Several apartments were reserved in the center of the city for these occasions, but nothing significant has happened for quite a while. These rentals (for EU government officials) can be counted on just one hand.

“For the time being, we just haven’t seen any interest in this area. We certainly expected interest, but nothing has happened. And we do not see an increase in the number of reservations compared with last year,” said Igor Kordić, co-founder of Irundo, a leading short-term rental company in Croatia. They handle several apartment rental properties in the center of Zagreb.


Hilton Double Tree Gets Fifth Star for EU Arrivals

Five Star Hotels in Big Demand: One Hotel Gets Fifth Star

Shortly before the beginning of the EU presidency, several ministries sought five-star hotels in Zagreb for short-term guest accommodations. For this reason, some hotels recently underwent upgrades, like the Hilton Double Tree Hotel, which became a five-star hotel.

HUP Zagreb indicated that highest category hotels, including The Westin Zagreb and Sheraton Zagreb, have generated the most interest during Croatia’s EU presidency. They are both reporting a high occupancy rate during the this 6-month period, as are their other high category hotels: Panorama Zagreb and International.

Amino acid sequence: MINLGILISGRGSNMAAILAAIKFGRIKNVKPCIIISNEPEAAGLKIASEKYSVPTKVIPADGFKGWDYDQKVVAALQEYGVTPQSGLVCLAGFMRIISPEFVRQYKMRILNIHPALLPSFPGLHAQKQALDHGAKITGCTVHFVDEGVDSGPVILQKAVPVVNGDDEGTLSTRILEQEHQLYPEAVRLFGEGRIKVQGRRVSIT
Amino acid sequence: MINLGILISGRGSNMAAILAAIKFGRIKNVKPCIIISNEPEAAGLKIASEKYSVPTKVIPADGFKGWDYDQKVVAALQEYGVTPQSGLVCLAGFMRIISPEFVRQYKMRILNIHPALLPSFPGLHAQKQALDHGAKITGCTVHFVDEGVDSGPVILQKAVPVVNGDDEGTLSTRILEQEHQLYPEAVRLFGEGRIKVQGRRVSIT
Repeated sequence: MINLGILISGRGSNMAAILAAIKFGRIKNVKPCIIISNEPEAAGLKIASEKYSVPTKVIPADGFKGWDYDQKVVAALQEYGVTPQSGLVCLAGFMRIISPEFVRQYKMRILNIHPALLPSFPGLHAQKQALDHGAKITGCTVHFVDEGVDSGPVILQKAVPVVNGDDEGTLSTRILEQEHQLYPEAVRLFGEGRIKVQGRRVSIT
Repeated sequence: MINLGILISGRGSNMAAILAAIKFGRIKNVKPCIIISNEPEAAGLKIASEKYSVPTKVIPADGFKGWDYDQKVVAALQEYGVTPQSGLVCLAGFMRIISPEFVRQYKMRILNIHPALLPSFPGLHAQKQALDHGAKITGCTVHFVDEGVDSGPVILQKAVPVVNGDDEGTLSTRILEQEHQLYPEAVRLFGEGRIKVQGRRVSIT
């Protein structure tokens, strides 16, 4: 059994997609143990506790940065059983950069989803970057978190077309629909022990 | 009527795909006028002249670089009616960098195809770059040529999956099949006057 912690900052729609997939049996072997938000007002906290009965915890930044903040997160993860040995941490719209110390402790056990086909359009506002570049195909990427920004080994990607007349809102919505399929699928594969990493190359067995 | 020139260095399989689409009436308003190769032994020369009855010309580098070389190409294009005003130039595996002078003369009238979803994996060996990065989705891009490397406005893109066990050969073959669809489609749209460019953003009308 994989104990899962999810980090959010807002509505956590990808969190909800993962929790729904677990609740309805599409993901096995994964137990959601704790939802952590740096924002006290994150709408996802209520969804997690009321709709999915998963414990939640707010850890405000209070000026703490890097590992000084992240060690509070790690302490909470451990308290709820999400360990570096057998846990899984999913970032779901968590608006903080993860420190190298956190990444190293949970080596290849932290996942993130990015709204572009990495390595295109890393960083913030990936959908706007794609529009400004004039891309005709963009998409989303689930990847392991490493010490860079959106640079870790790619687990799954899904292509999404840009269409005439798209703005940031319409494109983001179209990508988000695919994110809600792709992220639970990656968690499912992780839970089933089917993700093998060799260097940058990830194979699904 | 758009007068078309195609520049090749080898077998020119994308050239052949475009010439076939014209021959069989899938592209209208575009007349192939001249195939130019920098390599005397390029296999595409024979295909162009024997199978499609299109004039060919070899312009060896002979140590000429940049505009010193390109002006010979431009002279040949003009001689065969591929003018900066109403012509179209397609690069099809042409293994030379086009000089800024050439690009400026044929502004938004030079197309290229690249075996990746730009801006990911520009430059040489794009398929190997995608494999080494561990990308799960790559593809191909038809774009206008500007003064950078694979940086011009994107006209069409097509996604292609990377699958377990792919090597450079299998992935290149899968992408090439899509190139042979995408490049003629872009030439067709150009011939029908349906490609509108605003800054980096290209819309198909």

“Our hotels have a highly capable team of professionals who have hosted numerous international conferences and summits for many years, and our hotels, restaurants and conference halls are prepared for these upcoming events. Regarding our presentation of Croatia’s gastronomic options, we will be preparing special menus for the EU delegates to showcase our diverse selection of cuisine,” says Sara Valentić of the Marketing Department from the Croatian Consulate General in Zagreb.

Four Star Downtown Hotels Seeing Very Little Traffic

However, not all high-category hotels in Zagreb are in the same situation.

“We have not yet encountered any interested guests associated with the EU Council Presidency. It’s possible that one of them could occasionally stay with us for a short time, but we are not seeing that right now,” said Tomislav Kuliš , Director of the Palace Hotel, a four-star hotel located on Zrinjevac Park, right in the heart of the Croatian metropolis.

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Tuesday, 5 September 2017

Rent in University Cities Increases

Zagreb is the most expensive - on average, renting a 40 m2 apartment costs HRK 2,777.